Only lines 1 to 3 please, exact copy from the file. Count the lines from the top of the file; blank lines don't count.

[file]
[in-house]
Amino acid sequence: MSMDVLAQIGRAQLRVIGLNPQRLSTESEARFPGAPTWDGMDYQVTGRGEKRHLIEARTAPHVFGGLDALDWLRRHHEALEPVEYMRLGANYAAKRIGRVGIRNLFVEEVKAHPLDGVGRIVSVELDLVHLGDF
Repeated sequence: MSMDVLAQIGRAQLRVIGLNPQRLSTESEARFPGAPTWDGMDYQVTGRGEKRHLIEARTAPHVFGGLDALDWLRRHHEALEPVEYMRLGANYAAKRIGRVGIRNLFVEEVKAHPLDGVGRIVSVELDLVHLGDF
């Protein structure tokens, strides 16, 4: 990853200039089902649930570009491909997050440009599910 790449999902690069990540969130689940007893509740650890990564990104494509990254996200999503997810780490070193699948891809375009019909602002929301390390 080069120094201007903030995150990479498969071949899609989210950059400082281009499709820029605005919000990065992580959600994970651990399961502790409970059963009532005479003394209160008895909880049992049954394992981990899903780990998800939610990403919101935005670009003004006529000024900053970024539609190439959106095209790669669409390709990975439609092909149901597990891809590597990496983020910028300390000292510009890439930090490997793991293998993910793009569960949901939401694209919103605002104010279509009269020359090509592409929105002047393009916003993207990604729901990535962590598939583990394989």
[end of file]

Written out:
[in-house]
Amino acid sequence: MSMDVLAQIGRAQLRVIGLNPQRLSTESEARFPGAPTWDGMDYQVTGRGEKRHLIEARTAPHVFGGLDALDWLRRHHEALEPVEYMRLGANYAAKRIGRVGIRNLFVEEVKAHPLDGVGRIVSVELDLVHLGDF
Repeated sequence: MSMDVLAQIGRAQLRVIGLNPQRLSTESEARFPGAPTWDGMDYQVTGRGEKRHLIEARTAPHVFGGLDALDWLRRHHEALEPVEYMRLGANYAAKRIGRVGIRNLFVEEVKAHPLDGVGRIVSVELDLVHLGDF